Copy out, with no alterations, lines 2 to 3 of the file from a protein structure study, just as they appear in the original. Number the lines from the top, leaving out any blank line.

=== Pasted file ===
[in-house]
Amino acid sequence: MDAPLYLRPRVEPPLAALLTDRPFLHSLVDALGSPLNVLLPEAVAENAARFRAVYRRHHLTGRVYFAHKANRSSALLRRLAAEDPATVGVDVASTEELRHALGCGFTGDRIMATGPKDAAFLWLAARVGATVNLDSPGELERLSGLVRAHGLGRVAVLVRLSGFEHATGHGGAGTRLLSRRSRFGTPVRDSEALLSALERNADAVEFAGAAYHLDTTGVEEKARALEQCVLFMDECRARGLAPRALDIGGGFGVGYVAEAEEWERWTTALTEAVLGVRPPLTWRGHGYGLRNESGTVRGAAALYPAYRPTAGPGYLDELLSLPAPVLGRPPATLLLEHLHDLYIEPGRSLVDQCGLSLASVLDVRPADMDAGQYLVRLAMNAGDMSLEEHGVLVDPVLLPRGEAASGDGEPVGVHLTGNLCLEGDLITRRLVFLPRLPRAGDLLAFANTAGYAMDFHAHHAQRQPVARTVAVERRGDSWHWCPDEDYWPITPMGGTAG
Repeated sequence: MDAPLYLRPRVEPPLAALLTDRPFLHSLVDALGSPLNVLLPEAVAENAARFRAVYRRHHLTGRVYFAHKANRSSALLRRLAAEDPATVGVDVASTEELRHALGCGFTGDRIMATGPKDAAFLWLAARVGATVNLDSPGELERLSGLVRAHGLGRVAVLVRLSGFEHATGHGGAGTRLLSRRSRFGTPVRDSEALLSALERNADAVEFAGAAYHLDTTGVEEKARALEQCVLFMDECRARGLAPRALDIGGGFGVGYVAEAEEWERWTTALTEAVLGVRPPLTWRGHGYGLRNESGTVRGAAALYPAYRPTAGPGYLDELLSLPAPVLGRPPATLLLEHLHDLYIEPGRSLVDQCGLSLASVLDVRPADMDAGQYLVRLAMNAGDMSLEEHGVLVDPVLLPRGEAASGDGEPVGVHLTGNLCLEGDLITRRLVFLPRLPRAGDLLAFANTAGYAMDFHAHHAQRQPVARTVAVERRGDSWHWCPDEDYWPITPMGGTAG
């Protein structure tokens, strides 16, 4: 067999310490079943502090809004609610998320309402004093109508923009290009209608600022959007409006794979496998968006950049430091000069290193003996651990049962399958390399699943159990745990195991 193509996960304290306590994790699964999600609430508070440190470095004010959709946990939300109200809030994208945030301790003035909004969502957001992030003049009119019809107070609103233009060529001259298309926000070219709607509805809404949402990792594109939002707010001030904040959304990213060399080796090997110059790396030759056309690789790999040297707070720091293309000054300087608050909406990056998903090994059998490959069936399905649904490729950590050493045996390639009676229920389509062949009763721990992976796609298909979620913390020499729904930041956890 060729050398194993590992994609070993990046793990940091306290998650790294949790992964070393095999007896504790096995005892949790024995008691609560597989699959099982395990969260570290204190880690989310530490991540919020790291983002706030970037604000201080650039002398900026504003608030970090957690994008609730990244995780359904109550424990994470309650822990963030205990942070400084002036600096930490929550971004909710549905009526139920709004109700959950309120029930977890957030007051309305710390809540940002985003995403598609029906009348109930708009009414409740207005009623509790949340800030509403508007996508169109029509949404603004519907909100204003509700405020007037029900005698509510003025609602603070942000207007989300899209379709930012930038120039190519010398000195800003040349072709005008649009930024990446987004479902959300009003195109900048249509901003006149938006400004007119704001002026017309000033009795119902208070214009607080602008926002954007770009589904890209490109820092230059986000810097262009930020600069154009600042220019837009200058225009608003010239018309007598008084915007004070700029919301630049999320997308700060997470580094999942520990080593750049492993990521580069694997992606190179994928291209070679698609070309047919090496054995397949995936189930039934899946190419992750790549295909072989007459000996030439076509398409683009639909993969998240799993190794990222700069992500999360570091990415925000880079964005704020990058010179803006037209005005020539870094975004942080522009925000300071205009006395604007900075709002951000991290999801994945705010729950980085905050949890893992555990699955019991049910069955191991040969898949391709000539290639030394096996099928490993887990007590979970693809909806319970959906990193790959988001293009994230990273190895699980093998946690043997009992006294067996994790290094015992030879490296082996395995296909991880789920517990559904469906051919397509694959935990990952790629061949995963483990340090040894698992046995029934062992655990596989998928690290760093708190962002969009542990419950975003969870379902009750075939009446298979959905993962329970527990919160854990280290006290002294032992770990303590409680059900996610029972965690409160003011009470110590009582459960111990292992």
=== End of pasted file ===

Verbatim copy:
Amino acid sequence: MDAPLYLRPRVEPPLAALLTDRPFLHSLVDALGSPLNVLLPEAVAENAARFRAVYRRHHLTGRVYFAHKANRSSALLRRLAAEDPATVGVDVASTEELRHALGCGFTGDRIMATGPKDAAFLWLAARVGATVNLDSPGELERLSGLVRAHGLGRVAVLVRLSGFEHATGHGGAGTRLLSRRSRFGTPVRDSEALLSALERNADAVEFAGAAYHLDTTGVEEKARALEQCVLFMDECRARGLAPRALDIGGGFGVGYVAEAEEWERWTTALTEAVLGVRPPLTWRGHGYGLRNESGTVRGAAALYPAYRPTAGPGYLDELLSLPAPVLGRPPATLLLEHLHDLYIEPGRSLVDQCGLSLASVLDVRPADMDAGQYLVRLAMNAGDMSLEEHGVLVDPVLLPRGEAASGDGEPVGVHLTGNLCLEGDLITRRLVFLPRLPRAGDLLAFANTAGYAMDFHAHHAQRQPVARTVAVERRGDSWHWCPDEDYWPITPMGGTAG
Repeated sequence: MDAPLYLRPRVEPPLAALLTDRPFLHSLVDALGSPLNVLLPEAVAENAARFRAVYRRHHLTGRVYFAHKANRSSALLRRLAAEDPATVGVDVASTEELRHALGCGFTGDRIMATGPKDAAFLWLAARVGATVNLDSPGELERLSGLVRAHGLGRVAVLVRLSGFEHATGHGGAGTRLLSRRSRFGTPVRDSEALLSALERNADAVEFAGAAYHLDTTGVEEKARALEQCVLFMDECRARGLAPRALDIGGGFGVGYVAEAEEWERWTTALTEAVLGVRPPLTWRGHGYGLRNESGTVRGAAALYPAYRPTAGPGYLDELLSLPAPVLGRPPATLLLEHLHDLYIEPGRSLVDQCGLSLASVLDVRPADMDAGQYLVRLAMNAGDMSLEEHGVLVDPVLLPRGEAASGDGEPVGVHLTGNLCLEGDLITRRLVFLPRLPRAGDLLAFANTAGYAMDFHAHHAQRQPVARTVAVERRGDSWHWCPDEDYWPITPMGGTAG